Russia’s war and the Global South – a way forward for the West

on 06.04.2023

"We must complete our recovery from the embers of dead empires in a way that does not plunge us back into new forms of domination and oppression."

- Martin Kimani, Kenya's UN Ambassador (Feb. 22, 2022)

Since March 2022, there has been a recurrent phenomenon in the corridors of Brussels: Whenever Western Europeans feel cornered by Poles or Balts who criticize their responses to Russia’s full-scale war, they divert to talking about the Global South.

Mentioning the apparent indifference of India, Brazil, Indonesia, and countries in Sub-Saharan Africa to Ukraine has become Western Europeans’ go-to.

First of all, mentioning the Global South redirects attention toward the region that has been France, Spain, and Italy’s favorite security concern for many years.

Second, it directs attention to the global sins of the West, such as the U.S.-led invasion of Iraq in 2003, which is an evergreen topic in places like Brussels.

Third, for many reasons, it removes Central Europeans’ halo of geopolitical righteousness and moral superiority, due in part to their support for events such as the 2003 invasion of Iraq.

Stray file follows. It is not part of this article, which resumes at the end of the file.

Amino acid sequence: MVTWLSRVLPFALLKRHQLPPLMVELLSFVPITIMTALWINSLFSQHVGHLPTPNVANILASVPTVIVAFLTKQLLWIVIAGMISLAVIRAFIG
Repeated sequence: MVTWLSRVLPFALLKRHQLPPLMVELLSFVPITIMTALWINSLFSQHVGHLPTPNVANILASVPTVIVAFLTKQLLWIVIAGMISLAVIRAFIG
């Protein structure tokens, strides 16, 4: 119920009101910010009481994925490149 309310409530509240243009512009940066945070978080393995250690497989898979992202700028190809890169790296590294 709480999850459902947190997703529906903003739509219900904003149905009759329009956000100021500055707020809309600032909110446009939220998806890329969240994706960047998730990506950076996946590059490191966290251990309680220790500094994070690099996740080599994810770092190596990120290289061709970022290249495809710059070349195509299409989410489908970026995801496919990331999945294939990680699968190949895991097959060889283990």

These debates in Brussels point to a larger problem.

While, since the beginning of Russia’s full-scale invasion of Ukraine, the West is more united than ever before, Russia is far from isolated: China has, in many respects, taken Russia’s side, and several countries in the Global South are sitting on the fence when it comes to condemning Russia’s brutal aggression. There is even talk of the resurgence of the Non-Aligned Movement.

I propose to tackle the problem in three steps. First, by trying to understand a non-Western perspective on the war. Second, by developing a counter-narrative. And third, by outlining next steps.

Russia’s full-scale war as seen by the Global South

What are the key arguments of the states that refuse to take sides?

First, in many states that comprise the Global South, the West’s response to Russia’s full-scale war is considered hypocritical.

This refers back to the West’s colonial and imperial past, but also more immediately to cases of Western intervention in the Global South, such as the NATO-led military intervention in Libya in 2011, the U.S.-led invasion of Iraq in 2003, and the alleged indifference of the West to conflicts in the South, like those in Yemen and Ethiopia’s Tigray region.